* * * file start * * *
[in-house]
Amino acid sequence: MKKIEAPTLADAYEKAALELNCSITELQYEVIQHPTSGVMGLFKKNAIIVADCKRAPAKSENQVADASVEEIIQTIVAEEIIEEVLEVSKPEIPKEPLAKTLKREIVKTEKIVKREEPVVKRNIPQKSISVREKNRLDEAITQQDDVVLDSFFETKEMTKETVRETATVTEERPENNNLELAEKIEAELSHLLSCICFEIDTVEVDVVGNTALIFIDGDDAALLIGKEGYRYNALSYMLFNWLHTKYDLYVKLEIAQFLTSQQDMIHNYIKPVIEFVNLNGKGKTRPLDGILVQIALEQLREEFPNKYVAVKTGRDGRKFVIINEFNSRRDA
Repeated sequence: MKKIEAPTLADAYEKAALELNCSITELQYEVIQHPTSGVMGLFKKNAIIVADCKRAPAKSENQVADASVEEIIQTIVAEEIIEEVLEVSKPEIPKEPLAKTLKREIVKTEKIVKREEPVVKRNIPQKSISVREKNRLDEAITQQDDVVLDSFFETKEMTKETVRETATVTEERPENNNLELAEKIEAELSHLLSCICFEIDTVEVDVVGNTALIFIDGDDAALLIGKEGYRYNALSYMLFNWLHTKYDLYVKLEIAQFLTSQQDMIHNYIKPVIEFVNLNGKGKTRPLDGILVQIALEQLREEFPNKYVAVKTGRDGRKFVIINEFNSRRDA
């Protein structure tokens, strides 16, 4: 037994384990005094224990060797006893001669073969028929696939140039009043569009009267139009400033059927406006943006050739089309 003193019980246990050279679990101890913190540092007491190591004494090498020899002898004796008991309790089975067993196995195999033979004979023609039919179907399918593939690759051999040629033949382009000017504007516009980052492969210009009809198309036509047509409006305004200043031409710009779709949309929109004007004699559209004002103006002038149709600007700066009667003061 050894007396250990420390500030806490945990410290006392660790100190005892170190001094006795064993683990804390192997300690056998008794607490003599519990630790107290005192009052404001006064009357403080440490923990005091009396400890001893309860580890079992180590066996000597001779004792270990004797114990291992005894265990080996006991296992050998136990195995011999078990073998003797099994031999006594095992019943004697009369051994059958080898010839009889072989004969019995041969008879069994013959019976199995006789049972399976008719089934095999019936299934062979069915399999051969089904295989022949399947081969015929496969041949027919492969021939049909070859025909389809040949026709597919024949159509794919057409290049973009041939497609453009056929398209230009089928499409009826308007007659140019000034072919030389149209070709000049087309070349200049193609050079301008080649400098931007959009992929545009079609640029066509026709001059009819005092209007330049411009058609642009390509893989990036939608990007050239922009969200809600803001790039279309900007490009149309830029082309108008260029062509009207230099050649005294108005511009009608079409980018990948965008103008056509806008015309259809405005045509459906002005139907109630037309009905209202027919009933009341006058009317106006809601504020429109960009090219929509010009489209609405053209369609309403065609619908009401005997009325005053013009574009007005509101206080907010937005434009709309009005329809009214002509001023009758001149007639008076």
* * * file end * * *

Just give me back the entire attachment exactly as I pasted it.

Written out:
[in-house]
Amino acid sequence: MKKIEAPTLADAYEKAALELNCSITELQYEVIQHPTSGVMGLFKKNAIIVADCKRAPAKSENQVADASVEEIIQTIVAEEIIEEVLEVSKPEIPKEPLAKTLKREIVKTEKIVKREEPVVKRNIPQKSISVREKNRLDEAITQQDDVVLDSFFETKEMTKETVRETATVTEERPENNNLELAEKIEAELSHLLSCICFEIDTVEVDVVGNTALIFIDGDDAALLIGKEGYRYNALSYMLFNWLHTKYDLYVKLEIAQFLTSQQDMIHNYIKPVIEFVNLNGKGKTRPLDGILVQIALEQLREEFPNKYVAVKTGRDGRKFVIINEFNSRRDA
Repeated sequence: MKKIEAPTLADAYEKAALELNCSITELQYEVIQHPTSGVMGLFKKNAIIVADCKRAPAKSENQVADASVEEIIQTIVAEEIIEEVLEVSKPEIPKEPLAKTLKREIVKTEKIVKREEPVVKRNIPQKSISVREKNRLDEAITQQDDVVLDSFFETKEMTKETVRETATVTEERPENNNLELAEKIEAELSHLLSCICFEIDTVEVDVVGNTALIFIDGDDAALLIGKEGYRYNALSYMLFNWLHTKYDLYVKLEIAQFLTSQQDMIHNYIKPVIEFVNLNGKGKTRPLDGILVQIALEQLREEFPNKYVAVKTGRDGRKFVIINEFNSRRDA
């Protein structure tokens, strides 16, 4: 037994384990005094224990060797006893001669073969028929696939140039009043569009009267139009400033059927406006943006050739089309 003193019980246990050279679990101890913190540092007491190591004494090498020899002898004796008991309790089975067993196995195999033979004979023609039919179907399918593939690759051999040629033949382009000017504007516009980052492969210009009809198309036509047509409006305004200043031409710009779709949309929109004007004699559209004002103006002038149709600007700066009667003061 050894007396250990420390500030806490945990410290006392660790100190005892170190001094006795064993683990804390192997300690056998008794607490003599519990630790107290005192009052404001006064009357403080440490923990005091009396400890001893309860580890079992180590066996000597001779004792270990004797114990291992005894265990080996006991296992050998136990195995011999078990073998003797099994031999006594095992019943004697009369051994059958080898010839009889072989004969019995041969008879069994013959019976199995006789049972399976008719089934095999019936299934062979069915399999051969089904295989022949399947081969015929496969041949027919492969021939049909070859025909389809040949026709597919024949159509794919057409290049973009041939497609453009056929398209230009089928499409009826308007007659140019000034072919030389149209070709000049087309070349200049193609050079301008080649400098931007959009992929545009079609640029066509026709001059009819005092209007330049411009058609642009390509893989990036939608990007050239922009969200809600803001790039279309900007490009149309830029082309108008260029062509009207230099050649005294108005511009009608079409980018990948965008103008056509806008015309259809405005045509459906002005139907109630037309009905209202027919009933009341006058009317106006809601504020429109960009090219929509010009489209609405053209369609309403065609619908009401005997009325005053013009574009007005509101206080907010937005434009709309009005329809009214002509001023009758001149007639008076």